Givers or receivers?

When I visit refugee camps around the world, I often wonder who is really giving and who is really receiving.  One thing I am always touched by, is that refugee families, friends, and churches always want to send their greetings back to the USA, to my family and friends.  I have always found refugees to be truly grateful for anyone to come and visit them, to treat them as human beings, and to be willing to invest in a relationship with them, and not just do things ‘for’ them.  Their thanksgiving is amazing, and it reminds me how much we can learn from those who are forcibly displaced in this world.

Learning Together

When we visit refugees, one of our major goals is to always learn from them.  Yesterday, IAFR and the Dzaleka Christian Churches Union hosted a joint conference on leadership in the refugee camp.  It was a great time of teaching, sharing, questions, and learning together.  I am convinced we have so much to learn about leadership, life, and development if we will take the time to listen to our refugee brothers and sisters.  They have the solutions to many of their own problems, and it is an honor to get behind those visions.



How do refugees say thank you to their host nation?

In my time spent in different refugee camps, one thing has always been clear: Refugees are extremely grateful to their host nation for giving them refuge and safety when they were forced to flee their country of origin.  Many often feel a burden to say thank you with more than words.  This is what our church friends in Dzaleka refugee Camp do – they give back to their Malawian hosts by assisting the orphan children in many villages.  They do things like pay for the children to attend school, assist them with basic physical needs of food and clothing, and they encourage them in different ways.  It was great to talk to some Malawian leaders today and hear them say “thank you” to the refugees as well.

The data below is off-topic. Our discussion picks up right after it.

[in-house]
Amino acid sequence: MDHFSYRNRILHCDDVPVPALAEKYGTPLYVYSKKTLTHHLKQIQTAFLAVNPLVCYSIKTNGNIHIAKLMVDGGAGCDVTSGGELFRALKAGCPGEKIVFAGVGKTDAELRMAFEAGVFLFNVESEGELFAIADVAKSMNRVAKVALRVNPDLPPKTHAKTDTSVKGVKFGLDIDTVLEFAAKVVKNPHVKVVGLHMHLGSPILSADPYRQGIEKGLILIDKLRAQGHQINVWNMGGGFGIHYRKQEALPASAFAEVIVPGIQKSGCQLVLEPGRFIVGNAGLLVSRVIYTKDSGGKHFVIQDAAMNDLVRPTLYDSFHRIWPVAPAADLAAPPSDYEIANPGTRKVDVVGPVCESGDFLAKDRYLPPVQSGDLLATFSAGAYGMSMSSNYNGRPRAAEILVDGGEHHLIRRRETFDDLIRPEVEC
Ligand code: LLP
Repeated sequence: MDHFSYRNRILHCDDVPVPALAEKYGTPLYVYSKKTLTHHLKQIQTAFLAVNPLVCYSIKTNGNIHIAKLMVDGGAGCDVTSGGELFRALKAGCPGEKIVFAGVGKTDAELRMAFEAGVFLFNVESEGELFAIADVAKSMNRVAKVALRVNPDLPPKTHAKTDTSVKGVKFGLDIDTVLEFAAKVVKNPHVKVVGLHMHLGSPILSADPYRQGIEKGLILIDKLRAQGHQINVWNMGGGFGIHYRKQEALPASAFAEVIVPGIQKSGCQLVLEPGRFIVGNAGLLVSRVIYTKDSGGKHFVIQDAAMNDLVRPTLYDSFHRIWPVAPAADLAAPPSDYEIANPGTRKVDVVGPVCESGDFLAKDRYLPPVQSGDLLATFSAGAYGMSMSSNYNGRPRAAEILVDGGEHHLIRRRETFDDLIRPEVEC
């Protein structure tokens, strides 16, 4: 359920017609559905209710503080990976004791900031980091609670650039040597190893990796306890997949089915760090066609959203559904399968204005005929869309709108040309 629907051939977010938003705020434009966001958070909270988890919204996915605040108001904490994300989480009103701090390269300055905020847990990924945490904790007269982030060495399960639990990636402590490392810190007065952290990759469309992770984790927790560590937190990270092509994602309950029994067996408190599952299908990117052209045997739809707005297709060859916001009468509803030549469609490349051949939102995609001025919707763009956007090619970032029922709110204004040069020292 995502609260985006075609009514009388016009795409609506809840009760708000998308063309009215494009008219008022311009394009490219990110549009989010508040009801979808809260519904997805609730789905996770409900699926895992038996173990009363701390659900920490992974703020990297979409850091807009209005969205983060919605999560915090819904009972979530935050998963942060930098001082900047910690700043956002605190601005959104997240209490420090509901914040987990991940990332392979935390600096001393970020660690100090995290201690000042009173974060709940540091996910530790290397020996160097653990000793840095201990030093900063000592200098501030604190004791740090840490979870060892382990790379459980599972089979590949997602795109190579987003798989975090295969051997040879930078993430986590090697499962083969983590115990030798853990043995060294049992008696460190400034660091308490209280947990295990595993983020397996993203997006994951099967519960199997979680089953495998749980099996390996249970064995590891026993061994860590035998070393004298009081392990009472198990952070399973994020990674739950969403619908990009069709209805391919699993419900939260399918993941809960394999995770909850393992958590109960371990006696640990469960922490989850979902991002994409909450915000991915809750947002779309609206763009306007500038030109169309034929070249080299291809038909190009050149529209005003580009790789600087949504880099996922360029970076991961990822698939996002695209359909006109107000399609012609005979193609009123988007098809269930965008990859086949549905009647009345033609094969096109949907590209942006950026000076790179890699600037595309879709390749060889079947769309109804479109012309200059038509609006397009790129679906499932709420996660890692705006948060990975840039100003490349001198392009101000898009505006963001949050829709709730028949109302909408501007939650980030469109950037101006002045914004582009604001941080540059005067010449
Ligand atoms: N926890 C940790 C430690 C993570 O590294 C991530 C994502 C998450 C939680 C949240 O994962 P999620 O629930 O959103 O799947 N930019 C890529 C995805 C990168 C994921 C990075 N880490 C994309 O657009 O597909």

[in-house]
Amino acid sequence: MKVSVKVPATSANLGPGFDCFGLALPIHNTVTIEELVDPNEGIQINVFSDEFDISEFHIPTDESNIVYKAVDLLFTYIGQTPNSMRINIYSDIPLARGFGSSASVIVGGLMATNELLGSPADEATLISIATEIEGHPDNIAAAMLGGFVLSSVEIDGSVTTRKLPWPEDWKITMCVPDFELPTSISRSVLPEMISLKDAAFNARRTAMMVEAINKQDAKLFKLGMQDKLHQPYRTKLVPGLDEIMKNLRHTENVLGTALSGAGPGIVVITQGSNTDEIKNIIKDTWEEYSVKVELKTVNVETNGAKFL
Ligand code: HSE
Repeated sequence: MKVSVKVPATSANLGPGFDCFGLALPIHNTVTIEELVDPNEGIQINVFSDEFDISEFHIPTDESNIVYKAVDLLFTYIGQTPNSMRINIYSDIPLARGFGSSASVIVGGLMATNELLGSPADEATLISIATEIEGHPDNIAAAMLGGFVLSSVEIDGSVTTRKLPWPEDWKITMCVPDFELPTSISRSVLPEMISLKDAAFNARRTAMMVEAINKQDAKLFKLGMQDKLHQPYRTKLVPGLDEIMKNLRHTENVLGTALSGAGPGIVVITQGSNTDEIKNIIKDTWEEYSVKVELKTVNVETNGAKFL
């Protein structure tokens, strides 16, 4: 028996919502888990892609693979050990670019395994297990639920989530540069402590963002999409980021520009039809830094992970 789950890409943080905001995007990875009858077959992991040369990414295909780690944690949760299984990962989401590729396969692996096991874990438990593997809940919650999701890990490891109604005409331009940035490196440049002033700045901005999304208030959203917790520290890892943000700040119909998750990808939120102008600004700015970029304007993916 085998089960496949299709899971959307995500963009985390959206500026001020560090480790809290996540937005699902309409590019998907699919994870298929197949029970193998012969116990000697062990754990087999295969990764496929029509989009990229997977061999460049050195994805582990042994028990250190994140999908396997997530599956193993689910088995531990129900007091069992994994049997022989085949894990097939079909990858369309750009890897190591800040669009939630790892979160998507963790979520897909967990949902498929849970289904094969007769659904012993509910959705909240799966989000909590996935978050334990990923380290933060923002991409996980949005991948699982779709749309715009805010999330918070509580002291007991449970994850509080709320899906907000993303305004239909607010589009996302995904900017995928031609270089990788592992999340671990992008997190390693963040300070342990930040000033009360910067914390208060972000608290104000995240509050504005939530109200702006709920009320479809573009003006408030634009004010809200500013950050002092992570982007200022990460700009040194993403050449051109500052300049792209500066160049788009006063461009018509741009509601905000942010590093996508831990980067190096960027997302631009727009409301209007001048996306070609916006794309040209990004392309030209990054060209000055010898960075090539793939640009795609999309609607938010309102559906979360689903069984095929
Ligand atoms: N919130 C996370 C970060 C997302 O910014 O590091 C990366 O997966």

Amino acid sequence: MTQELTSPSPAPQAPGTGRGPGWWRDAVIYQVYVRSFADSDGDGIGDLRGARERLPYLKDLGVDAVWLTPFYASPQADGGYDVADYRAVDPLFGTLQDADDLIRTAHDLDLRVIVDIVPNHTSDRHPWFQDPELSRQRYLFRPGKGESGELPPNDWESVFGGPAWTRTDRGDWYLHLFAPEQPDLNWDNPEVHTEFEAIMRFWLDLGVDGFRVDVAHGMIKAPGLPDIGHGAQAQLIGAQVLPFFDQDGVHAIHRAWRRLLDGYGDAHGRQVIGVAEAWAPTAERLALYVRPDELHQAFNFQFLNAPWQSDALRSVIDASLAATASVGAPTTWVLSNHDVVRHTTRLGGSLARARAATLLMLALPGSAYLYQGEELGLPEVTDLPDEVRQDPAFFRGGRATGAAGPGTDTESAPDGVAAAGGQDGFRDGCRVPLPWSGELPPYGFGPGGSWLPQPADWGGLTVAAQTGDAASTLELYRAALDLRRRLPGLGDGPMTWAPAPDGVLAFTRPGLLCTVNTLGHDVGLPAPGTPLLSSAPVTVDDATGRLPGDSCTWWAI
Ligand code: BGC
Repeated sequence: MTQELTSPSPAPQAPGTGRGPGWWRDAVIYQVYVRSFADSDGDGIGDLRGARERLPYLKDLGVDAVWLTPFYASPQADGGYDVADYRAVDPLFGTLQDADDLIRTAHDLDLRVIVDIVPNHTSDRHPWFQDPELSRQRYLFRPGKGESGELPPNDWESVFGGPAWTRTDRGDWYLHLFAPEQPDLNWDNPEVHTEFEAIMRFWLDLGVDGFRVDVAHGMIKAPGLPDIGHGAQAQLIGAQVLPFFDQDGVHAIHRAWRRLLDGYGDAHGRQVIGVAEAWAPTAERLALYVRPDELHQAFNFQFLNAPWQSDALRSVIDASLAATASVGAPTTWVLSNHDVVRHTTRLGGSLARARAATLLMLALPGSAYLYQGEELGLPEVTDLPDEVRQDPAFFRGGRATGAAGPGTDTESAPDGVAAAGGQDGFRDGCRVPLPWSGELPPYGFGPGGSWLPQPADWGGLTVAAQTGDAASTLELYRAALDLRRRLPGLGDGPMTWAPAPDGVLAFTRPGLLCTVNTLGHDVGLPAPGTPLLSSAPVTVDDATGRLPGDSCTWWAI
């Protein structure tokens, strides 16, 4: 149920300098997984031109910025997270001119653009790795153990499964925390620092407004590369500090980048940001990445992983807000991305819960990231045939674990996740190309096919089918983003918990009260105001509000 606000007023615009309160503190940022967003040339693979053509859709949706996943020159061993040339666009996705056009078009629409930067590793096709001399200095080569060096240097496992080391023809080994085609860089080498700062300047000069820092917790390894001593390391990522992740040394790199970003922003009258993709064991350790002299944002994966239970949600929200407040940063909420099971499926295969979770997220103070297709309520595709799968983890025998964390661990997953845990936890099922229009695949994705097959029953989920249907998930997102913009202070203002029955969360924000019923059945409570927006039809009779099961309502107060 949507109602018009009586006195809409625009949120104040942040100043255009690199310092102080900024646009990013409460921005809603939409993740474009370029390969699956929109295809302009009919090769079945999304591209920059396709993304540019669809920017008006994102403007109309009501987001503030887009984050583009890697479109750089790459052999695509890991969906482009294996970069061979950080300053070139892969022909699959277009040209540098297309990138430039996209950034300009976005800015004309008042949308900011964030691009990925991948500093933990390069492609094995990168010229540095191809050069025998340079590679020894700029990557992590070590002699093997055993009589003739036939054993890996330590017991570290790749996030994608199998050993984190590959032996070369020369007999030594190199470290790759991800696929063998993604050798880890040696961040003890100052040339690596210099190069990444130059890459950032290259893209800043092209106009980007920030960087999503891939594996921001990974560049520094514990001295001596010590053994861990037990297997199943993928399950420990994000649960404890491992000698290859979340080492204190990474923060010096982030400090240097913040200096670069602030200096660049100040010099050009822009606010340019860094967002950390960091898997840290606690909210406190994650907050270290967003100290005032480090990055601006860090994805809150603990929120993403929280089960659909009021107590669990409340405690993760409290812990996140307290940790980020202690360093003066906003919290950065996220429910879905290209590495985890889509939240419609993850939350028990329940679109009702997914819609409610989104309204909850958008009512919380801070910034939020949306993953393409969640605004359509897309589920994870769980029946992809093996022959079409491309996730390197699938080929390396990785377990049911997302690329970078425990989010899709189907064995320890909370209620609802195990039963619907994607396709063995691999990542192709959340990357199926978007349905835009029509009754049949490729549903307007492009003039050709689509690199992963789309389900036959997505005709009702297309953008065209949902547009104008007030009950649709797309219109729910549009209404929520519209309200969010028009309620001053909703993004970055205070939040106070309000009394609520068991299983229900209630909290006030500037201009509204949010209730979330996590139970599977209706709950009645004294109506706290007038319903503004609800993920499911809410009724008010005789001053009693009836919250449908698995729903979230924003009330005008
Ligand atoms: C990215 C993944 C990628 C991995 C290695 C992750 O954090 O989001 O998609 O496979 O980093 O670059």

There Is Hope!

The name says it all.  Since our work in Malawi began in 2010, IAFR has been working with a local Malawian organization known as There Is Hope.  This organization was founded by a former refugee Innocent Magambi, and his wisdom and understanding of the refugee situation in Malawi has guided us in our projects and planning along the way.  We are very thankful for the huge scope and impact of their work.  It was great to spend some time today with the staff and hear about their continued work.

Refugees are more than people in need

Based on media portrayals and false narratives, it can be easy to think of refugees as only people in need and to label them as drains on resources.  In my years working with refugees I have NEVER found this to be true.  Refugees are so much more than people in need, they are hard working, generous, and committed to making their communities a better place, wherever they are.  The Pentecostal Community Church in Dzaleka is a great example, as they have started a pre-school for the kids in their community, to help prepare them for Elementary school in the future.  We are proud to get behind this vision and many more of the refugee churches.

Unity and Community

One of the really cool things about refugee churches is that every church has 4 or 5 different choirs that create their own original praise and worship songs each week.  This is a powerful way for refugees to worship and express their emotions as part of their journey towards recovery from forced displacement.  The other great thing, is that every week, each church will send a choir from their church to visit another church in the camp, and to share their songs with each other.  It is powerful to see this in action, and it is a great testimony to their shared spirit of unity and community.  Check out the photo below of one such choir that visited Emmanuel Full Gospel Church this week!


Old Friends, New Church

Today I had the great privilege to spend the day with Emmanuel Full Gospel Church in Dzaleka Refugee Camp.  It has been over a year since I last saw these great friends, and they have since constructed a new building for worship and other church activities.  The church has done all the required labor for the building, and as part of our Refugee Church Construction project we were able to help out with some of the materials needed to finish the first phase of the work.  It was a great joy to see the building finished, and to worship together with these friends.  You can read more about our work with refugee churches on the projects page of                                                      

Excited for another visit to Malawi!

From Saturday October 28 to Monday November 6th, IAFR will be visiting our refugee friends and partners in Malawi.  Today Dzaleka Refugee Camp located just outside of the city of Lilongwe is host to 25,000+ refugees from surrounding East African nations.  In the camp, many churches have organically grown and are providing an amazing amount of community support through their work caring for widows, orphans, and others who are most vulnerable.  We are excited to partner together with these churches again on this trip.